The Weekend Australian album reviews, December 2015

I reviewed 15 albums for The Weekend Australian in 2015. Many of them were great, but the only five-star rating I awarded was to the below album, which was released in early August. The full review follows.


HEALTH - 'DEATH MAGIC' album cover, reviewed by Andrew McMillen in The Weekend Australian, 2015That this Los Angeles-based electronic pop quartet insists on capitalising all of its song and album titles speaks to the confronting nature of the music it creates. DEATH MAGIC is the group’s third album, and its best: a futuristic and immersive marriage of electronic beats and pop sensibilities. Its style on previous records was rooted in the abrasive repetition of noise rock, and while that scaffolding remains in place, HEALTH has spent the six years since its last album, GET COLOR, perfecting an aesthetic which is entirely its own.

Since 2009, the quartet has composed an eerie, atmospheric score for a popular video game, Max Payne 3, and according to an interview published on Pitchfork in April, they “made this record like four times”. The rewrites were well worth it.

This is among the most vital and exciting albums to be released in any genre in any year. It is a masterpiece of staggering depth and immediacy. Each track pulses with energy and the optimism of youth, yet its overarching lyrical theme is an obsession with the end of life: “We die / So what?” sings guitarist Jake Duzsik on fourth track ‘FLESH WORLD (UK)’. “We’re here / Let go,” he intones atop an insistent backbeat and snippets of warped, metallic squalls.

Wedged among the unrelenting darkness are two anomalously poppy tracks, ‘DARK ENOUGH’ and ‘LIFE’, which appear back-to-back in the middle of the set list. “Does it make a difference if it’s real / As long as I still say ‘I love you’?” sings Duzsik on the former track, while on the latter he reflects, “Life is strange / We die, and we don’t know why”.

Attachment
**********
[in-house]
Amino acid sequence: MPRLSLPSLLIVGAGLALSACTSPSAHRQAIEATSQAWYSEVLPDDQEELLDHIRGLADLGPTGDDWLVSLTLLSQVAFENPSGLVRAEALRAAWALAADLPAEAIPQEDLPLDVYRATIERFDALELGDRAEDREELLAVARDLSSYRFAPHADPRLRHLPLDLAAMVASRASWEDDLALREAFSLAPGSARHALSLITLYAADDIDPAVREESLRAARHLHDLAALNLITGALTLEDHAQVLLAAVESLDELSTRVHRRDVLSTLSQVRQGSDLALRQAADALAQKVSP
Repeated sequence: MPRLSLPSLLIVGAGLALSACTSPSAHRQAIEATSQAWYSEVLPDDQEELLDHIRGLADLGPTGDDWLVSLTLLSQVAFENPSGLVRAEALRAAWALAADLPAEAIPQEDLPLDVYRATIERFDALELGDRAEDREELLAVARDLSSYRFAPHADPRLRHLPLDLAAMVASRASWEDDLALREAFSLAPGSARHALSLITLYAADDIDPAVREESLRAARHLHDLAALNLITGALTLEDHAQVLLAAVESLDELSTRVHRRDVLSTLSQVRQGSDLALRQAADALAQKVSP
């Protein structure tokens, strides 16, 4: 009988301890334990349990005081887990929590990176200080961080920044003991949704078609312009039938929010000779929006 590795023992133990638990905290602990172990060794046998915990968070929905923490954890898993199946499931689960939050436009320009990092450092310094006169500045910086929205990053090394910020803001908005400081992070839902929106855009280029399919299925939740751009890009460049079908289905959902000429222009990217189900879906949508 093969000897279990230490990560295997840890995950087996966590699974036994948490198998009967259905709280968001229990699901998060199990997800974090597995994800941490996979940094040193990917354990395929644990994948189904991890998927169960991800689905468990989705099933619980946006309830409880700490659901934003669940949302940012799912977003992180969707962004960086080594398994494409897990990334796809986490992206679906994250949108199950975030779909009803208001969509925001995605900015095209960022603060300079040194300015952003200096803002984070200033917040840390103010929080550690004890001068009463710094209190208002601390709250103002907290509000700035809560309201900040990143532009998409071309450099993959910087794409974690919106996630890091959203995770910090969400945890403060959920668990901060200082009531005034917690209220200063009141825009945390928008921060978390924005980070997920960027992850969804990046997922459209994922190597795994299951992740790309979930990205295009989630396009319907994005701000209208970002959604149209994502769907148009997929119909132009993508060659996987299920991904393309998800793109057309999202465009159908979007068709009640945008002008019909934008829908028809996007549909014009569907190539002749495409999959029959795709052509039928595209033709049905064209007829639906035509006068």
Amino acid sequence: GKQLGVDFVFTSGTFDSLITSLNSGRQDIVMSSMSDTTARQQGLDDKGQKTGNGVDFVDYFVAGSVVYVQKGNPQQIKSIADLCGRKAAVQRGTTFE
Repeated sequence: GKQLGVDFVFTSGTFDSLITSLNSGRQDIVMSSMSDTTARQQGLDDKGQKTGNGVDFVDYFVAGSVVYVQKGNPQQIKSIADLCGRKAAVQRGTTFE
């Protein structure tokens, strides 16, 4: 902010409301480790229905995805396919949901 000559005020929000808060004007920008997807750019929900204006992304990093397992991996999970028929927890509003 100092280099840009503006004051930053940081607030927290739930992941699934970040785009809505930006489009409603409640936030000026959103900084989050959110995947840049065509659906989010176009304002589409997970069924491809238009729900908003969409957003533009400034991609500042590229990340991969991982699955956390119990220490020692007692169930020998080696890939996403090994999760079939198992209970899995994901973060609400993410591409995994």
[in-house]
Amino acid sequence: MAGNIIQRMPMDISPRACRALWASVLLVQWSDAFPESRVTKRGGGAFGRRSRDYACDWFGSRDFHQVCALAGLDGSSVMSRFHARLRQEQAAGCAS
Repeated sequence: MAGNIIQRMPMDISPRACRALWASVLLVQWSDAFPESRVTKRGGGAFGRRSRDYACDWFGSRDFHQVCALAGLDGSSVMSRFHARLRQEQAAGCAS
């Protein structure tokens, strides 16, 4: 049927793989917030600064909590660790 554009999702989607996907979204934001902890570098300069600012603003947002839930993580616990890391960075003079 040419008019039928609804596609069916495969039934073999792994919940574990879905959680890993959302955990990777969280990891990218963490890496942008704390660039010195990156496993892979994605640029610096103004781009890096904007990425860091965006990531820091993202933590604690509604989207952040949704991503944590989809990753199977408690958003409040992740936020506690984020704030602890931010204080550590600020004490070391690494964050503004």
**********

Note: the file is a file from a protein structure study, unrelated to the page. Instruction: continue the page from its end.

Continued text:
For a bunch of guys in their early 30s, this preoccupation with death is curious, but as fuel for their art, clearly it has been a boon. The mood that surrounds these themes is far more ebullient than funereal. In acknowledging its mortality rather than denying it, HEALTH seems to have replaced existential anxiety with self-confidence. First single ‘NEW COKE’ is the album’s darkest arrangement, wherein Duzsik’s ethereal vocals state a mantra (“Life is good”) that’s offset by waves of engrossing electronic distortion, like a plane crashing in slow motion. In the middle of the track, there are a couple of brief moments of silence, before the diabolical noise returns anew.

Stylistic decisions such as these are perhaps influenced by the notion of “the drop” in electronic dance music: compulsive snatches of anticipated euphoria which spur the mind and body into action. DEATH MAGIC is a tough album to categorise: half pop, half electronica and wholly immersive, it is the sound of four singular musicians mining a rich, untapped vein of material. Defiantly, proudly, this band sounds like no other in existence. What HEALTH has come up with here is a towering achievement best played very, very loud.

I also reviewed the below albums for The Weekend Australian in 2015. They are listed in chronological order, with the publication date and my rating noted in brackets.


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